21. Clark Goble
    May 9, 2016 at 10:55 am

    I think the focus should always be healing. That is bringing people back through the atonement.

    What I think sometimes happens is people confuse issues of healing/sanctifying from issues of retribution and punishment. They’re focused on making sure the appropriate level of punishment is made in acts regardless of consequences. While I can understand this drive (which frankly is throughout our western culture) it’s unfortunate to say the least when it gets the upper hand.

    My sense, perhaps incorrect, is that the brethren of this era were making a drive to move the focus away from punishment concerns. I completely agree with you that it doesn’t sound compassionate. However I suspect in part that’s because the cultural views of America in the 1960’s were very incompassionate to say the least. It’s a sign of how far we’ve come as a culture that we worry about this. But clearly if the handbook hasn’t been significantly updated since then, it needs some updating. I suspect most bishops will follow the spirit and compassion. However we have the handbook because not all do that.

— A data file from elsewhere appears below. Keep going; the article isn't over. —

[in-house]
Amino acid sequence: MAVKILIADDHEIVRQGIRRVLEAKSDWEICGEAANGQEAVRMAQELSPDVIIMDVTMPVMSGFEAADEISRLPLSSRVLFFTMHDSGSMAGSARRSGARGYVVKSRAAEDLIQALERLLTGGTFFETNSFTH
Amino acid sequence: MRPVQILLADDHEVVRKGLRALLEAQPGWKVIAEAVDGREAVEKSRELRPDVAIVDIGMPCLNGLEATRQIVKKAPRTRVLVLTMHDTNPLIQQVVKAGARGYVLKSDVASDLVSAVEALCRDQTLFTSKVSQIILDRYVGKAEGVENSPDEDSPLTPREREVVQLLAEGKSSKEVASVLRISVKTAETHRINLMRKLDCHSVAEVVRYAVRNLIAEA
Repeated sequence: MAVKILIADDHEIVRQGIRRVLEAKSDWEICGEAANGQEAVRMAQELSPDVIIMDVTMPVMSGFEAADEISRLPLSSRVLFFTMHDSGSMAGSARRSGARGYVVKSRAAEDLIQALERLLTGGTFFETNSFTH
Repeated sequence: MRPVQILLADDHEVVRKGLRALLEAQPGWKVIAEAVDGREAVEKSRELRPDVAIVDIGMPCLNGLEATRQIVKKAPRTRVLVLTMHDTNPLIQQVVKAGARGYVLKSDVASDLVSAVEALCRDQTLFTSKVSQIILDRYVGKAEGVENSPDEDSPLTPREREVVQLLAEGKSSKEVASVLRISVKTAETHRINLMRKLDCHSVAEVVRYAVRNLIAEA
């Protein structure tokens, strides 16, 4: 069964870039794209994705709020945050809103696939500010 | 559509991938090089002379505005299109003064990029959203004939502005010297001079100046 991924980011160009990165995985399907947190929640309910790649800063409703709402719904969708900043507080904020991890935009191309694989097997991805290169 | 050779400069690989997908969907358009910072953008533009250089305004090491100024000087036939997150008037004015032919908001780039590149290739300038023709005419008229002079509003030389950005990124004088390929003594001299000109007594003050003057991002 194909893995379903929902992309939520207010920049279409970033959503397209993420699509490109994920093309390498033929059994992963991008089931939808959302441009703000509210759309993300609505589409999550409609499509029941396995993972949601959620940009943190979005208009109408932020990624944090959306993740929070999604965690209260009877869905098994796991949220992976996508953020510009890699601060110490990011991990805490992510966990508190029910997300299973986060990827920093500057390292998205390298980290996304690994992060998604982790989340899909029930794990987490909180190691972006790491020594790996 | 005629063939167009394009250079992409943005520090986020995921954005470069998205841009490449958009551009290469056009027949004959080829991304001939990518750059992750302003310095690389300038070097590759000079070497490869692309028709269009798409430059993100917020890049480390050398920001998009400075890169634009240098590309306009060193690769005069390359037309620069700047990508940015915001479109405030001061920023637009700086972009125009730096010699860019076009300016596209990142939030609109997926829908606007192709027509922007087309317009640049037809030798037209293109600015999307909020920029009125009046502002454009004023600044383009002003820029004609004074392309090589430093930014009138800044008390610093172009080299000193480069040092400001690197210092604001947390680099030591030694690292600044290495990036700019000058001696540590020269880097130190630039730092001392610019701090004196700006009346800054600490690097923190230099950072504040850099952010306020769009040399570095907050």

22. EBK
    May 9, 2016 at 3:25 pm

    I’m with you on the idea that these statements are reflections of the larger culture. The 1960’s weren’t exactly a super woman friendly time. I think my hang up is in the fact that the church as an institution (and a lot of the culture behind it) seem to be so much slower to change that everywhere else. We end up prolonging hurt that has been done away with (or at least reduced) in most other spheres. How do we fix that? I’m not sure I have any answers.

  23. Clark Goble
    May 9, 2016 at 3:33 pm

    I think there’s definitely some truth to that due to the conservative (small c) rate of change in the church. That said, I think overall there are some benefits to wanting unanimity among the brethren, having them largely be experienced people of the older generation (now baby boomers). Looking at how things develop in contemporary universities I think there are costs to going too fast as well.

    That said I obviously in hindsight wish the Church got the revelation on priesthood in 1968 rather than 1978. While only 10 – 15 years after when most other churches liberalized on these matters I think it affected how the Church gets perceived. On the other hand I’m glad I’m not in a position to make such decisions and I definitely don’t have the big picture view the Lord has.